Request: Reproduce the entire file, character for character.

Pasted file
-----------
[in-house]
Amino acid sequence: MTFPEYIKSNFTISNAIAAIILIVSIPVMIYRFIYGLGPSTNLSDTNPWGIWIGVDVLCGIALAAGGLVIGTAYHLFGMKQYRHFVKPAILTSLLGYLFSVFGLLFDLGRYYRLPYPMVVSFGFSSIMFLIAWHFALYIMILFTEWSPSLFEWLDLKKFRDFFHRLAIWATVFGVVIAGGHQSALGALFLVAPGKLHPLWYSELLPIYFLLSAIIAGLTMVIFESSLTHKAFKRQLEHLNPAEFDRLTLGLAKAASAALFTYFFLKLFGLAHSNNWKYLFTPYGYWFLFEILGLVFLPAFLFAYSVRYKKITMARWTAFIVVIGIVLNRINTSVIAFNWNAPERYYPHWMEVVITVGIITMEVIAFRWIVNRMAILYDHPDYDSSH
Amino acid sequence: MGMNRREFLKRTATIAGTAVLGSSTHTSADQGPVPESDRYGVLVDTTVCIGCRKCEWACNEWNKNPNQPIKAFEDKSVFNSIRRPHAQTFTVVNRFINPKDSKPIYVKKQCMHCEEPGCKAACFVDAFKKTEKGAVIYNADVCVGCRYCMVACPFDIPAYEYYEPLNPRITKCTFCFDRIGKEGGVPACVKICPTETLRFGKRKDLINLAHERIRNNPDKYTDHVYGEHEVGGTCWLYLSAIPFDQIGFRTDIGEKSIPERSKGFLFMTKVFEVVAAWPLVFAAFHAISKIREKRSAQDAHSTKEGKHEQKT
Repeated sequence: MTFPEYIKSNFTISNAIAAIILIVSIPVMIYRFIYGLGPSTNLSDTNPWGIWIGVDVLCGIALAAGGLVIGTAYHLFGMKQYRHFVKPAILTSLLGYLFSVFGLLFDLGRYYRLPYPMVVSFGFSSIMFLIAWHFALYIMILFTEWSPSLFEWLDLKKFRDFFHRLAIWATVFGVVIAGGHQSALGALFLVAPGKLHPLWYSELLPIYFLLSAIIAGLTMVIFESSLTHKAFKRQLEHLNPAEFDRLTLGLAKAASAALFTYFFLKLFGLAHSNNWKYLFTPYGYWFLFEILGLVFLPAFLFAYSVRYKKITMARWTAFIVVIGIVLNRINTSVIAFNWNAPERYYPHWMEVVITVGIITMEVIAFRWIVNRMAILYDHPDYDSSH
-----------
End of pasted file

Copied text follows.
[in-house]
Amino acid sequence: MTFPEYIKSNFTISNAIAAIILIVSIPVMIYRFIYGLGPSTNLSDTNPWGIWIGVDVLCGIALAAGGLVIGTAYHLFGMKQYRHFVKPAILTSLLGYLFSVFGLLFDLGRYYRLPYPMVVSFGFSSIMFLIAWHFALYIMILFTEWSPSLFEWLDLKKFRDFFHRLAIWATVFGVVIAGGHQSALGALFLVAPGKLHPLWYSELLPIYFLLSAIIAGLTMVIFESSLTHKAFKRQLEHLNPAEFDRLTLGLAKAASAALFTYFFLKLFGLAHSNNWKYLFTPYGYWFLFEILGLVFLPAFLFAYSVRYKKITMARWTAFIVVIGIVLNRINTSVIAFNWNAPERYYPHWMEVVITVGIITMEVIAFRWIVNRMAILYDHPDYDSSH
Amino acid sequence: MGMNRREFLKRTATIAGTAVLGSSTHTSADQGPVPESDRYGVLVDTTVCIGCRKCEWACNEWNKNPNQPIKAFEDKSVFNSIRRPHAQTFTVVNRFINPKDSKPIYVKKQCMHCEEPGCKAACFVDAFKKTEKGAVIYNADVCVGCRYCMVACPFDIPAYEYYEPLNPRITKCTFCFDRIGKEGGVPACVKICPTETLRFGKRKDLINLAHERIRNNPDKYTDHVYGEHEVGGTCWLYLSAIPFDQIGFRTDIGEKSIPERSKGFLFMTKVFEVVAAWPLVFAAFHAISKIREKRSAQDAHSTKEGKHEQKT
Repeated sequence: MTFPEYIKSNFTISNAIAAIILIVSIPVMIYRFIYGLGPSTNLSDTNPWGIWIGVDVLCGIALAAGGLVIGTAYHLFGMKQYRHFVKPAILTSLLGYLFSVFGLLFDLGRYYRLPYPMVVSFGFSSIMFLIAWHFALYIMILFTEWSPSLFEWLDLKKFRDFFHRLAIWATVFGVVIAGGHQSALGALFLVAPGKLHPLWYSELLPIYFLLSAIIAGLTMVIFESSLTHKAFKRQLEHLNPAEFDRLTLGLAKAASAALFTYFFLKLFGLAHSNNWKYLFTPYGYWFLFEILGLVFLPAFLFAYSVRYKKITMARWTAFIVVIGIVLNRINTSVIAFNWNAPERYYPHWMEVVITVGIITMEVIAFRWIVNRMAILYDHPDYDSSH